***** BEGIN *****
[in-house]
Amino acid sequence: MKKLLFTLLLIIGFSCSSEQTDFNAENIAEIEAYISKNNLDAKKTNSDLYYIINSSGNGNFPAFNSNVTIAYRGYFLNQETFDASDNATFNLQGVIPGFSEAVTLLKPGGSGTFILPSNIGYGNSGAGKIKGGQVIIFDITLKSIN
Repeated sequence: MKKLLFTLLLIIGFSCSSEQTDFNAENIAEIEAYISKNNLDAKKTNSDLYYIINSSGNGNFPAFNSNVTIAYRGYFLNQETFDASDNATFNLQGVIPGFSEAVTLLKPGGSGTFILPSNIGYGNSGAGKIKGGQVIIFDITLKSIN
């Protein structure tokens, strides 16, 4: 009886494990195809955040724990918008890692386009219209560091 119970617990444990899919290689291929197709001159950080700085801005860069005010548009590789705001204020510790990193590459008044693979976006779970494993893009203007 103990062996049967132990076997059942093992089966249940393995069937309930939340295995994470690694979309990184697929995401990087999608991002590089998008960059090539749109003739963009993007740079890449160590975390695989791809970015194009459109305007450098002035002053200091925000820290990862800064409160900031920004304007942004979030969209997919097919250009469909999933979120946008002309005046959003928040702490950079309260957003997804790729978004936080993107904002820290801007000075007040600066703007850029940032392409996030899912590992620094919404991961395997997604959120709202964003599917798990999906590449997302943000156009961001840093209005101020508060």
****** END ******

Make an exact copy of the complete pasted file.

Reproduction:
[in-house]
Amino acid sequence: MKKLLFTLLLIIGFSCSSEQTDFNAENIAEIEAYISKNNLDAKKTNSDLYYIINSSGNGNFPAFNSNVTIAYRGYFLNQETFDASDNATFNLQGVIPGFSEAVTLLKPGGSGTFILPSNIGYGNSGAGKIKGGQVIIFDITLKSIN
Repeated sequence: MKKLLFTLLLIIGFSCSSEQTDFNAENIAEIEAYISKNNLDAKKTNSDLYYIINSSGNGNFPAFNSNVTIAYRGYFLNQETFDASDNATFNLQGVIPGFSEAVTLLKPGGSGTFILPSNIGYGNSGAGKIKGGQVIIFDITLKSIN
């Protein structure tokens, strides 16, 4: 009886494990195809955040724990918008890692386009219209560091 119970617990444990899919290689291929197709001159950080700085801005860069005010548009590789705001204020510790990193590459008044693979976006779970494993893009203007 103990062996049967132990076997059942093992089966249940393995069937309930939340295995994470690694979309990184697929995401990087999608991002590089998008960059090539749109003739963009993007740079890449160590975390695989791809970015194009459109305007450098002035002053200091925000820290990862800064409160900031920004304007942004979030969209997919097919250009469909999933979120946008002309005046959003928040702490950079309260957003997804790729978004936080993107904002820290801007000075007040600066703007850029940032392409996030899912590992620094919404991961395997997604959120709202964003599917798990999906590449997302943000156009961001840093209005101020508060």